Training and development is a critical aspect of an organization's talent management strategy. Every organization needs to invest in it to attract and retain talent and grow their employees' knowledge base and capabilities. Here are five current trends influencing training and development.
Trend #1: Training is a means of keeping, developing, and rewarding talent.
Training has evolved into not only a means of developing employees’ skills, but also a strategy to retain, develop, and reward key talent. In ERC's 2012 Talent Management Practices Survey, the majority (57%) of organizations say they use training and development opportunities as a strategy to retain top or key talent and 61% use it as a way to reward and recognize employees.
These findings aren't surprising, given the consistent trends in what talent is looking for in a job. Challenging work and career development/advancement opportunities continually rank among the most important attributes talent seek. These also tend to be some of the most common reasons that talent leave their current organizations. Talent typically wants to stay at organizations that invest in them and reward their performance with new developmental opportunities.
If employees don't have goals, structure, and a chance to grow - they have a tendency to 'wing it.' Even if they're a top performer... their talents won't be utilized at the highest level, and the company and employee both suffer.
In the past, most companies dealt with training and development like a band-aid... used only to 'fix' issues as they came up. Today, more and more organizations are using the nutrition metaphor. Good health can't just be a one-day resolution - it's a lifestyle. These companies are creating a culture of 'continuous learning'.
Trend #2: Investments in training and development remain strong.
ERC's research, in addition to national research, shows that organizations are continuing to make strong investments in training. Specifically, consider the following statistics taken from our 2012 ERC/Smart Business Workplace Practices Survey, 2012 ERC Talent Management Practices Survey, and 2012 NorthCoast 99 Winners Report.
Trend #3: Managerial and supervisory training is the most common type of training.
According to the 2012 ASTD State of the Industry Report, the top three types of training which account for 36% of learning content were managerial and supervisory; profession- or industry-specific; and processes, procedures, and business practices. Mandatory and compliance and interpersonal skills topics were also among the most common types of training.
Locally, findings are similar. The most common types of training and development programs offered by organizations, per ERC's 2011/2012 Policies & Benefits Survey are supervisory and management development courses. Courses for computer skills and leadership are also very common.
Trend #4: Training and development methods are evolving.
ERC's Consultants of Talent Management indicate that organizations are not simply utilizing traditional classroom learning; rather, they're incorporating online classes, webinars, mentor programs, and self-based learning. Companies are also focusing more on making the training individualized and customized to their particular workplace culture.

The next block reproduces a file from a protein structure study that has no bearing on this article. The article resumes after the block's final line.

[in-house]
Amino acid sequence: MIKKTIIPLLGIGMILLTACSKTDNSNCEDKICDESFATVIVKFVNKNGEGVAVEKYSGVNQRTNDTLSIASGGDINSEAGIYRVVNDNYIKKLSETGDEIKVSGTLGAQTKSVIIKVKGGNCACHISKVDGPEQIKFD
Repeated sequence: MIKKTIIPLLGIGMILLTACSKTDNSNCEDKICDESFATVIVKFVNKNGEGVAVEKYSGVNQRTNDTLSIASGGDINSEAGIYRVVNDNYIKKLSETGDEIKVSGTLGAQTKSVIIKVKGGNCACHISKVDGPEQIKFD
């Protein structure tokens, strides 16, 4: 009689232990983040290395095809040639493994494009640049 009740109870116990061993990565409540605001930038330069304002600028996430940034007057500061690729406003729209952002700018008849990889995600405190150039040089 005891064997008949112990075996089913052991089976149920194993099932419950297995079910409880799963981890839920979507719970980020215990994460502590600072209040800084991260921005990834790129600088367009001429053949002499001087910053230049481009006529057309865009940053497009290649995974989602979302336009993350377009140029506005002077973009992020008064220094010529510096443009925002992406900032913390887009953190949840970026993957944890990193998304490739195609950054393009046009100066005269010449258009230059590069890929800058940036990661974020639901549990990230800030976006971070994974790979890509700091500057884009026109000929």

Survey research also supports this evolution in training methods, as offerings of professional and career development benefits (i.e. mentoring programs, certification/recertification fees, professional memberships, etc.) seem to be rising (Source: 2012 SHRM Employee Benefits Survey).
That being said, there's no question that job training is still one of the most common training methods, based on current survey research. But, other forms of training are certainly gaining ground as organizations increasingly adopt blending learning tactics (a mix of different methods of learning such as formal workshops, follow-up reading, and mentoring) and the "70/30/10" method of learning with 70% of learning coming from on-the-job experiences; 20% of learning from others through coaching, mentoring, networking, etc.; and 10% of learning from formal training courses.
Webinars and e-learning are also common as a format for training. In fact, 67% of organizations say they offer web-based training such as webinars and e-learning, according to the 2012 ERC/Smart Business Workplace Practices Survey. Use of web-based training and e-learning has consistently increased over the years. In fact, over 30% more employers are offering web-based training than in 2005. Learning via mobile and social networking are also set to increase in the next couple years.
Trend #5: Training and development drives results.
More research continues to show that training impacts the bottom line. ERC's research through the NorthCoast 99 program shows that organizations which invest more money in training report lower turnover of employees and top performers, higher promotion rates of top performers, and higher engagement and satisfaction.
National research also points to a connection between learning and actual business results such as turnover, engagement, and profit margins (Source: Bersin & Associates).
Making investments in training and development and continuing to evolve your training and development content and methods is not only "trendy" by today's workplace standards, but very important to the attraction, retention, development, and engagement of top talent – and your bottom line.
ERC offers many training courses—including soft-skills, technical training, and even e-learning—to develop and enhance the skills of managers, supervisors, leaders, and professionals of all levels in the organizations. These courses can be delivered at a local of your choice and customized for your audience, and several are offered at ERC throughout the year.